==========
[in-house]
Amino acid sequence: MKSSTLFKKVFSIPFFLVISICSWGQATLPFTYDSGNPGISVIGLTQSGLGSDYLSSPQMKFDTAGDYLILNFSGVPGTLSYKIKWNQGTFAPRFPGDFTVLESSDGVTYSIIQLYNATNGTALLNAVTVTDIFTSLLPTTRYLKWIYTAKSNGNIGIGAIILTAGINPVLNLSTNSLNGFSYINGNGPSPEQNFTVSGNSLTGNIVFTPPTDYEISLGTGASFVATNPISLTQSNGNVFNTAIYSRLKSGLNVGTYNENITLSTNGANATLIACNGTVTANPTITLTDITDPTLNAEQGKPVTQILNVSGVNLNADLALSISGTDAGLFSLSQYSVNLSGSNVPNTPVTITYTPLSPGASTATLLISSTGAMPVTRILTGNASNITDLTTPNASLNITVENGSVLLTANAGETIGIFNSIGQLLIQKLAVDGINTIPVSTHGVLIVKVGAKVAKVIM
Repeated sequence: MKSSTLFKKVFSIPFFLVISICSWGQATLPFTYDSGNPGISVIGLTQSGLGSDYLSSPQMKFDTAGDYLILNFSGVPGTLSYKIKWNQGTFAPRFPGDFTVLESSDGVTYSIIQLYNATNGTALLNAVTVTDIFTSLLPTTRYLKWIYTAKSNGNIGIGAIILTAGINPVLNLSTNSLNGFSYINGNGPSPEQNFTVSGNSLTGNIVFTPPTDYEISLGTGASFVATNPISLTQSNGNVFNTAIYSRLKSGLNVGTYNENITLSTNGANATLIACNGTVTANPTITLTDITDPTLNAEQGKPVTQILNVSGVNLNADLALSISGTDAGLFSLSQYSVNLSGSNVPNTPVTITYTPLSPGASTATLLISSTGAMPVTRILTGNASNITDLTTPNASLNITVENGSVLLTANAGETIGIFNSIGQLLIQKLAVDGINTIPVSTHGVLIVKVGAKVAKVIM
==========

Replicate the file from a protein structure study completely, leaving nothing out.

[in-house]
Amino acid sequence: MKSSTLFKKVFSIPFFLVISICSWGQATLPFTYDSGNPGISVIGLTQSGLGSDYLSSPQMKFDTAGDYLILNFSGVPGTLSYKIKWNQGTFAPRFPGDFTVLESSDGVTYSIIQLYNATNGTALLNAVTVTDIFTSLLPTTRYLKWIYTAKSNGNIGIGAIILTAGINPVLNLSTNSLNGFSYINGNGPSPEQNFTVSGNSLTGNIVFTPPTDYEISLGTGASFVATNPISLTQSNGNVFNTAIYSRLKSGLNVGTYNENITLSTNGANATLIACNGTVTANPTITLTDITDPTLNAEQGKPVTQILNVSGVNLNADLALSISGTDAGLFSLSQYSVNLSGSNVPNTPVTITYTPLSPGASTATLLISSTGAMPVTRILTGNASNITDLTTPNASLNITVENGSVLLTANAGETIGIFNSIGQLLIQKLAVDGINTIPVSTHGVLIVKVGAKVAKVIM
Repeated sequence: MKSSTLFKKVFSIPFFLVISICSWGQATLPFTYDSGNPGISVIGLTQSGLGSDYLSSPQMKFDTAGDYLILNFSGVPGTLSYKIKWNQGTFAPRFPGDFTVLESSDGVTYSIIQLYNATNGTALLNAVTVTDIFTSLLPTTRYLKWIYTAKSNGNIGIGAIILTAGINPVLNLSTNSLNGFSYINGNGPSPEQNFTVSGNSLTGNIVFTPPTDYEISLGTGASFVATNPISLTQSNGNVFNTAIYSRLKSGLNVGTYNENITLSTNGANATLIACNGTVTANPTITLTDITDPTLNAEQGKPVTQILNVSGVNLNADLALSISGTDAGLFSLSQYSVNLSGSNVPNTPVTITYTPLSPGASTATLLISSTGAMPVTRILTGNASNITDLTTPNASLNITVENGSVLLTANAGETIGIFNSIGQLLIQKLAVDGINTIPVSTHGVLIVKVGAKVAKVIM